On our last day in Yangon, we hired a private charter with the agenda of seeing the spectacle that is Yangon city.
On a personal note, I wanted to see only one thing: the Shwedagon Pagoda!
Remember the bright golden monument I was describing on an earlier post when we finally entered the city center – that was the Shwedagon!
The formal name of Shwedagon Pagoda is Shwedagon Zedi Daw, which translates as The Great Golden Mountain Stupa. The pagoda is not yet a UNESCO World Heritage Site but I am hopeful that it will be included soon! Thank goodness, Myanmar included it on its Tentative List in 2018 with Shwedagon Pagoda on Singuttara Hill as its official inscription name.
Reiterating here: the Shwedagon Pagoda, is the centermost marker of Yangon. It is also the most sacred Buddhist stupa in the whole of Myanmar. According to the UNESCO website, the pagoda is one of the most important religious reliquary monuments in the world.
The base of the stupa is made of bricks covered with “genuine” gold plates (Please note the quotation marks). The main stupa itself is entirely covered in gold, adorned with a crowning umbrella encrusted with diamonds and other jewels.
The UNESCO website notes that Buddhists circumambulate the hill and its stupa in a clockwise direction, beginning at the eastern directional shrine, which houses a statue of Kakusandha, the first Buddha of kalpa or the present era. Next, at the southern directional shrine, is a statue of the second Buddha, Koṇagamana. Next, at the western directional shrine, is that of the third Buddha, Kassapa. Finally, at the northern directional shrine, is that of the fourth Buddha, Gautama.As the devotee circumambulates the stupa, s/he recites sacred prayers either silently or aloud, there by “turning the wheel of the law” and contributing to the propagation of the immutable, unchanging laws of the dhamma (the universe) as revealed and taught by successive Buddhas.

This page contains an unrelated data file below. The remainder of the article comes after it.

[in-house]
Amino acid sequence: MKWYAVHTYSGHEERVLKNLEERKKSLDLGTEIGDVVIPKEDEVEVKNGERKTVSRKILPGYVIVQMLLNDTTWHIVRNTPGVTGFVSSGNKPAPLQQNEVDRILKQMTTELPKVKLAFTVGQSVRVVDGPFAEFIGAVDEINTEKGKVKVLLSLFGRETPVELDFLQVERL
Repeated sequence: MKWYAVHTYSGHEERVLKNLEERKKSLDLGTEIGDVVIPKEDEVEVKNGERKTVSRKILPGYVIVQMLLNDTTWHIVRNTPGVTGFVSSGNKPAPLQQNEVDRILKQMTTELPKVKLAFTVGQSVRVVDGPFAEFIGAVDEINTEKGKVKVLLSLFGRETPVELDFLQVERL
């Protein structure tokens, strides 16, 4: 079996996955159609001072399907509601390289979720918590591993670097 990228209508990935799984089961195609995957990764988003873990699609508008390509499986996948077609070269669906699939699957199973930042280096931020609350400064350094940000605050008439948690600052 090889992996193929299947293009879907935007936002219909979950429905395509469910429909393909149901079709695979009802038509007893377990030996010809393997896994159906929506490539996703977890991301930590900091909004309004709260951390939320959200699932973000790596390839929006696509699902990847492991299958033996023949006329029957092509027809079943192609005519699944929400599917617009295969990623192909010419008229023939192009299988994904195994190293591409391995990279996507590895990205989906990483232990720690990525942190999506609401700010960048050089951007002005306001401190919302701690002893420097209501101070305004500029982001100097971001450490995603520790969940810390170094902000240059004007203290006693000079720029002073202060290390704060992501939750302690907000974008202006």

The pagoda was made popular by Rudyard Kippling in 1899 in his Letters to Travel. He wrote: “[t]hen, a golden mystery upheaved itself on the horizon, a beautiful winking wonder that blazed in the sun, of a shape that was neither Muslim dome nor Hindu temple-spire. It stood upon a green knoll, and below it were lines of warehouses, sheds, and mills. Under what new god, thought I, are we irrepressible English sitting now?”
We spent around 2 hours roaming around the complex.
It was a tranquil place – a place for reflection and meditation. My brother, who is Catholic (I mean, I am also Catholic but my brother is a devout one. I am no religious but I am spiritual) even stayed silent for some time to thank the Lord for another wonderful year (remember it was his birthday). I tried spending some minutes of silence, but the wonderful view of the surroudning. . . of the pagoda would not allow me. Yes, I was distracted, I have not seen a place of worship so grand and so exquisite. Every time I focus a spot, I see beauty. I was awed by its grandiosity. Such grandiosity is nothing compared to other places of worships I have visited in the last ten years.
Anyway, our private charter brought us to other places of worships around Yangon. I got bored. I guess my mind was telling me that I already saw the best and why settled for soemthing less.
But this excitement was transformed into anxiety and dismay as soon as we were dropped off by the private charter at the airport.
Sh*t really happens.
Our flight going back to Hanaoi was originally scheduled at 18.00 hours. But the runway of Yangon International Airport was closed due to an accident. Flights were all delayed beginning 17.30 hours. We had to wait and wait for further announcement.
The problem: we did not have a connecting flight at Hanoi Airport going to Manila, technically speaking. The plan was to exit the immigration, get our pieces of luggage and then do a check-in at the counter.
From the original 18.00 flight, it became 22.30.
I am grateful – truly grateful for the staff of Vietnam Airline for arranging our itinerary. We needed not to go out of the immigration, instead, we were requested to transfer to our next flight. We arrived in Hanoi at 01.05. Our flight was scheduled at 01.45. We were able to get out of the plane at 01.15. Thank goodness, someone at the airport was waiting for us.
To cut the story short, we made it on our 01.45 flight. We were worried that our peices of luggage did not. But even our luggage did. We survived the AMAZING RACE!
The trip started roughly and it ended up . . . . well, roughly.
Full circle! Full swing!
It was a first time for both of us – me and my brother. Will we go on tour again – the two of us? Of course!
At least now, we can truly say, that the saying, you will never forget your first time, is indeed true!